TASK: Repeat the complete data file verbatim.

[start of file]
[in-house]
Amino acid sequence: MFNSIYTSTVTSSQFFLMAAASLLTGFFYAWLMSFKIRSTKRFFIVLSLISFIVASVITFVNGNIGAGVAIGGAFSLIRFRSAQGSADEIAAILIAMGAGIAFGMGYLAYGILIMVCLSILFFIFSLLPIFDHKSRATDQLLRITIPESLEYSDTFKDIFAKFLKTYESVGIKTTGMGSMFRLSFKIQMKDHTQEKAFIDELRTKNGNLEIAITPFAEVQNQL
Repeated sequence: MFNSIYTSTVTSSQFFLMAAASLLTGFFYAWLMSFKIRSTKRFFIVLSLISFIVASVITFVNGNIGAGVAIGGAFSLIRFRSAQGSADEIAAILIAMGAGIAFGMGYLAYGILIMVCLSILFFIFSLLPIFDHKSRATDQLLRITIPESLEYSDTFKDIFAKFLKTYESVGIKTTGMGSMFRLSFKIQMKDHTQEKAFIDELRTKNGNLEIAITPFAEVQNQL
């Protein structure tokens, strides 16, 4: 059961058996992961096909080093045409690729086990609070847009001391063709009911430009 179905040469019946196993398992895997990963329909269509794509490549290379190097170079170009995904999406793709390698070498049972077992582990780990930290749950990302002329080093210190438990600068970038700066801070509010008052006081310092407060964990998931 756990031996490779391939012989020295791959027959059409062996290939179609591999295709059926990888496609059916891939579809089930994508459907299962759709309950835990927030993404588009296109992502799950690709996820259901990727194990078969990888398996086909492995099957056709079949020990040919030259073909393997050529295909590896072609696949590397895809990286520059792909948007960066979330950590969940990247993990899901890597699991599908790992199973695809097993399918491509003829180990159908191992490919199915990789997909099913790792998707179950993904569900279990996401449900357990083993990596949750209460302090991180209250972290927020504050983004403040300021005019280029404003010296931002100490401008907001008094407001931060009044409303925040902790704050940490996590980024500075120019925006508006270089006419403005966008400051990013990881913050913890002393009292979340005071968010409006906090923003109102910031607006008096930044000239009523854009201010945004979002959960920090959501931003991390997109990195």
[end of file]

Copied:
[in-house]
Amino acid sequence: MFNSIYTSTVTSSQFFLMAAASLLTGFFYAWLMSFKIRSTKRFFIVLSLISFIVASVITFVNGNIGAGVAIGGAFSLIRFRSAQGSADEIAAILIAMGAGIAFGMGYLAYGILIMVCLSILFFIFSLLPIFDHKSRATDQLLRITIPESLEYSDTFKDIFAKFLKTYESVGIKTTGMGSMFRLSFKIQMKDHTQEKAFIDELRTKNGNLEIAITPFAEVQNQL
Repeated sequence: MFNSIYTSTVTSSQFFLMAAASLLTGFFYAWLMSFKIRSTKRFFIVLSLISFIVASVITFVNGNIGAGVAIGGAFSLIRFRSAQGSADEIAAILIAMGAGIAFGMGYLAYGILIMVCLSILFFIFSLLPIFDHKSRATDQLLRITIPESLEYSDTFKDIFAKFLKTYESVGIKTTGMGSMFRLSFKIQMKDHTQEKAFIDELRTKNGNLEIAITPFAEVQNQL
């Protein structure tokens, strides 16, 4: 059961058996992961096909080093045409690729086990609070847009001391063709009911430009 179905040469019946196993398992895997990963329909269509794509490549290379190097170079170009995904999406793709390698070498049972077992582990780990930290749950990302002329080093210190438990600068970038700066801070509010008052006081310092407060964990998931 756990031996490779391939012989020295791959027959059409062996290939179609591999295709059926990888496609059916891939579809089930994508459907299962759709309950835990927030993404588009296109992502799950690709996820259901990727194990078969990888398996086909492995099957056709079949020990040919030259073909393997050529295909590896072609696949590397895809990286520059792909948007960066979330950590969940990247993990899901890597699991599908790992199973695809097993399918491509003829180990159908191992490919199915990789997909099913790792998707179950993904569900279990996401449900357990083993990596949750209460302090991180209250972290927020504050983004403040300021005019280029404003010296931002100490401008907001008094407001931060009044409303925040902790704050940490996590980024500075120019925006508006270089006419403005966008400051990013990881913050913890002393009292979340005071968010409006906090923003109102910031607006008096930044000239009523854009201010945004979002959960920090959501931003991390997109990195």